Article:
“Once Archbishop Elect Stephen has picked up his Crozier from the High Altar he will move through the Minster to its West End. Here he will knock three times on the inside of the West Door which will then be opened to the world. This reversal of the usual symbolism is intended to signify the openness of the Church to the world and reflects Archbishop Elect Stephen’s desire to share the good news of Jesus Christ with the communities it serves.”

Stephen said, “The Church is the body of Christ. As such we are being formed in his likeness to be sent out into the world to bring hope, healing and wholeness. I like the symbolism of opening up the doors of the church as we go out and see and be where God is already at work.

“As I take up the role of Archbishop of York, my focus will be on prayer, and I want to begin by praying for the unity of the Church, for all those persecuted, and for the Northern Province of the Church of England. May we be united as the body of Christ, of one mind and purpose to see God’s Kingdom here on Earth.”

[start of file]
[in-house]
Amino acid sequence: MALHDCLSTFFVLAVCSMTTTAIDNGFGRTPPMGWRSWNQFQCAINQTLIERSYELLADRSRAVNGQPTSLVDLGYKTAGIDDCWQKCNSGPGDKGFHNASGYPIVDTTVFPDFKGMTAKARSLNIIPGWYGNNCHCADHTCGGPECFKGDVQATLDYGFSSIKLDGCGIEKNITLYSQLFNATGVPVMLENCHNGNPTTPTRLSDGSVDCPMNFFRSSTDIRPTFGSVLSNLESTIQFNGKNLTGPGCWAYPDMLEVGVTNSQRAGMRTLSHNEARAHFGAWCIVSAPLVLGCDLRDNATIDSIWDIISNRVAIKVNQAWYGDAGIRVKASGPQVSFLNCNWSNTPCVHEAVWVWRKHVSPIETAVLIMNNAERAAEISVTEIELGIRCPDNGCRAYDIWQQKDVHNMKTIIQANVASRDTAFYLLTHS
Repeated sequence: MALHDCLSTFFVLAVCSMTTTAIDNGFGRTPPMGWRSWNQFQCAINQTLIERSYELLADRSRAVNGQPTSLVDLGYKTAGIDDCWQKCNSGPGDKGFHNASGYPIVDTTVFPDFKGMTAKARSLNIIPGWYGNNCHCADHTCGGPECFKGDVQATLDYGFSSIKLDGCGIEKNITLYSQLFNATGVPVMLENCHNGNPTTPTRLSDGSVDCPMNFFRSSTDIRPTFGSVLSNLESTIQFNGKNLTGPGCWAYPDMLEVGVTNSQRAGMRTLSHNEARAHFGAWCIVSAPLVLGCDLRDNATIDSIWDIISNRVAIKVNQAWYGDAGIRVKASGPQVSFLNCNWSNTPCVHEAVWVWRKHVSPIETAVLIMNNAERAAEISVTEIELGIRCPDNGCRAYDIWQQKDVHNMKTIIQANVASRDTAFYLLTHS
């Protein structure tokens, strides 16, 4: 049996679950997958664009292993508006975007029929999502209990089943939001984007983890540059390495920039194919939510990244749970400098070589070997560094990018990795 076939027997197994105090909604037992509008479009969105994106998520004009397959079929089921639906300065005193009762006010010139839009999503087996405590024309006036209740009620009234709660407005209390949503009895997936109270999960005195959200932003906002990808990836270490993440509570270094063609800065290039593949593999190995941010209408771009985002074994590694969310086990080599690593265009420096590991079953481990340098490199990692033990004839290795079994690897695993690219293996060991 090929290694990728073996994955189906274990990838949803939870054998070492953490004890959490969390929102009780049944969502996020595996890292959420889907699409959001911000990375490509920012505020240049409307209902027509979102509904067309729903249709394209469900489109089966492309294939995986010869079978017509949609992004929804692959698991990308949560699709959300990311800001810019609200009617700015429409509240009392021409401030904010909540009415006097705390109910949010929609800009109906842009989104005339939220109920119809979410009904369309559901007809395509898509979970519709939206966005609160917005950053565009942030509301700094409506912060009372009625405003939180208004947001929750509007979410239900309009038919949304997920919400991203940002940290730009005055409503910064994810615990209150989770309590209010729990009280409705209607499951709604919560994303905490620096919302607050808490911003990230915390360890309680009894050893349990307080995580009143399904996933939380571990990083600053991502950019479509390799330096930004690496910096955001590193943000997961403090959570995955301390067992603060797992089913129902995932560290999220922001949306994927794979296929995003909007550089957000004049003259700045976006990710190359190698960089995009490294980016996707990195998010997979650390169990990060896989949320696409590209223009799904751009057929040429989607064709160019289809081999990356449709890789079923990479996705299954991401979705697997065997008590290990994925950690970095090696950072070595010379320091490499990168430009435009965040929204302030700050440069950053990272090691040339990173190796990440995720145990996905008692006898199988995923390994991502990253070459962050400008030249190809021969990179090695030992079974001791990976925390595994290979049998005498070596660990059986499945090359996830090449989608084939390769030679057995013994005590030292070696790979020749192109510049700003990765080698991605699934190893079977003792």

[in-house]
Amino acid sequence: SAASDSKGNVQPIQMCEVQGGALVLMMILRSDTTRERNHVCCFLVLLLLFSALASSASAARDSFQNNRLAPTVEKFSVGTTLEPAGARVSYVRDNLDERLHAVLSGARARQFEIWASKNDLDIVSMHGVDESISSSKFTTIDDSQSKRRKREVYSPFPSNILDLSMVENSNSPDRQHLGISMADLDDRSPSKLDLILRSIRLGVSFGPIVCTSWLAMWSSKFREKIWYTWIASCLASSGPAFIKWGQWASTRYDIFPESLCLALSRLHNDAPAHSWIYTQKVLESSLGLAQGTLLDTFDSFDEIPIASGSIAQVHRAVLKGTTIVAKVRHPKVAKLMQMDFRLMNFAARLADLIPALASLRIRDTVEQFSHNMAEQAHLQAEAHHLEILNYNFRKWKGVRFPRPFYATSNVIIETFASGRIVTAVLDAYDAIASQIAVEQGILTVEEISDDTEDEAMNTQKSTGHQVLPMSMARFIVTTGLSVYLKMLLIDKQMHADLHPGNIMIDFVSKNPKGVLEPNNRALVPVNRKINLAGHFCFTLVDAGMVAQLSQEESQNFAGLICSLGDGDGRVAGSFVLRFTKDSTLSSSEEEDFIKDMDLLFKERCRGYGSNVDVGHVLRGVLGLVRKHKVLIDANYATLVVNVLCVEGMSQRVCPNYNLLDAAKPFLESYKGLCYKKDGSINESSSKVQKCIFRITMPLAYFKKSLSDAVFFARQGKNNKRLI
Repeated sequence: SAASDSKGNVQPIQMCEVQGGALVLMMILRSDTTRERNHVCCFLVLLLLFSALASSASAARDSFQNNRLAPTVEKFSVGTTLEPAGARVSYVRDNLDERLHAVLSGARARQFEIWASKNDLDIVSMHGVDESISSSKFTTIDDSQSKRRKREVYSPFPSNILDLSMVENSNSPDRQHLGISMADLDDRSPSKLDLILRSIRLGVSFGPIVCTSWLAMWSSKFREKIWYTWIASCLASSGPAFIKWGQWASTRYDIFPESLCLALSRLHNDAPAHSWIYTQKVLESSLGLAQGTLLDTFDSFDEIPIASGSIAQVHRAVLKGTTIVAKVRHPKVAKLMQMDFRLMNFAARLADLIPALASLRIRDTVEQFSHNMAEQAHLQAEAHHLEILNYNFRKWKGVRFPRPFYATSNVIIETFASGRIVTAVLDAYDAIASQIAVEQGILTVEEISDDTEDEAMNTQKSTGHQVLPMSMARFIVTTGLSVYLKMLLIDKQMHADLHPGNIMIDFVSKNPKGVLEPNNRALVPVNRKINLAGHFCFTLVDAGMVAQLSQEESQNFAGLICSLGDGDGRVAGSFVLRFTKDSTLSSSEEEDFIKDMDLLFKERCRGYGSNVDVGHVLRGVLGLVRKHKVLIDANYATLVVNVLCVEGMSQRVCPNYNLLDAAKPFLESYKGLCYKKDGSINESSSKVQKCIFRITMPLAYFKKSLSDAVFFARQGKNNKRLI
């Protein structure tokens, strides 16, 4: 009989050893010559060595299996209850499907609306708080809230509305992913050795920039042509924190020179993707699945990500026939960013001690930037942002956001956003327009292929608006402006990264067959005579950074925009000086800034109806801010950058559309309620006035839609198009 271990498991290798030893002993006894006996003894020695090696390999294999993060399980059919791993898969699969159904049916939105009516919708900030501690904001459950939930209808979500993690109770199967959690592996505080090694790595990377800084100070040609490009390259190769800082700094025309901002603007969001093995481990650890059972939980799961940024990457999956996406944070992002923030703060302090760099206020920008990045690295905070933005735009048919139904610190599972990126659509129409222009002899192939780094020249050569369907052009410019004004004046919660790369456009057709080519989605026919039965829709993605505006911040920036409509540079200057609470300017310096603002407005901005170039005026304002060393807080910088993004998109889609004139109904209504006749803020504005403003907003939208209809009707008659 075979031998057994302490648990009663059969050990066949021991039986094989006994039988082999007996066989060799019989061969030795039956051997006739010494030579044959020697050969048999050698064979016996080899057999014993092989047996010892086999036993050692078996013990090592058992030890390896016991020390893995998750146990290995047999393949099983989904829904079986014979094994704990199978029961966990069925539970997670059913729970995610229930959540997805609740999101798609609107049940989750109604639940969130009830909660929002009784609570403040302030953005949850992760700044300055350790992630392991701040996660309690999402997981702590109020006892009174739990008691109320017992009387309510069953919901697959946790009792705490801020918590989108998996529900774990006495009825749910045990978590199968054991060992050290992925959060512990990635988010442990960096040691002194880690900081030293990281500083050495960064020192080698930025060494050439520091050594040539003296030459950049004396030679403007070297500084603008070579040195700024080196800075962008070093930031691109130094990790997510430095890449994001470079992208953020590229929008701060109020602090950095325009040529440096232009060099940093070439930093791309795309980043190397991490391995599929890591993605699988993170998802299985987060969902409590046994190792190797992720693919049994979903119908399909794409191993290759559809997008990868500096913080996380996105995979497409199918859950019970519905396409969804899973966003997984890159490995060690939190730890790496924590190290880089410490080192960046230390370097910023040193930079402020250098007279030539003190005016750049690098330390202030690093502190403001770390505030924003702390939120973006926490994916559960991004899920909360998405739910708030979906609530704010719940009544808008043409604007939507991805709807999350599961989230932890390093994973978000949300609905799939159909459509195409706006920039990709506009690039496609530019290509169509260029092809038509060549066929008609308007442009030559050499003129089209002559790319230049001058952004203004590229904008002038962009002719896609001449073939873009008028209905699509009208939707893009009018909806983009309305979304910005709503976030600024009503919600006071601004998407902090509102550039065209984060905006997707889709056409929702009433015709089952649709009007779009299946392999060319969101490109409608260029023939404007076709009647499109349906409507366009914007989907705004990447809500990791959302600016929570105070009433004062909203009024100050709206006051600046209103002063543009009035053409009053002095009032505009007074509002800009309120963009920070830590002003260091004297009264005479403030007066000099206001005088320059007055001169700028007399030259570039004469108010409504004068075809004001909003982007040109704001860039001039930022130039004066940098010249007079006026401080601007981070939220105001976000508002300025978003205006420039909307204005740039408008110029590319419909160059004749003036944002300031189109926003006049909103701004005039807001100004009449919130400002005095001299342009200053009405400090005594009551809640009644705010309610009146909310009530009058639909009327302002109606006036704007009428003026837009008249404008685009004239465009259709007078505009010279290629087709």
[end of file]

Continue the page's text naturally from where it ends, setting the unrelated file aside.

The Archbishop of Canterbury, Justin Welby said, “I am so excited about working with Archbishop Stephen to communicate the good news of Jesus Christ. The next few years are going to be a huge adventure. We will be exploring our way into being a new Church in a new world.

“I’m sad we’re not able to all be together in York Minster to celebrate, yet. But we know that God is present to us at all times through the Holy Spirit. I’ll be praying for Archbishop Stephen as he officially begins his new ministry and as we begin that new adventure.”

The Dean of York added: “We look forward to being able to gather more fully to celebrate the beginning of Archbishop Elect Stephen’s ministry in due course. For now, we are happy to welcome Stephen and his family in great love and we pray for him as he prepares for the challenges and the joys that his office will bring.”

  • To view the Confirmation of Election on the Church of England website:
    The link will be live just before 11.00am on Thursday 9th July 2020.
  • To view the video following the Confirmation of Election: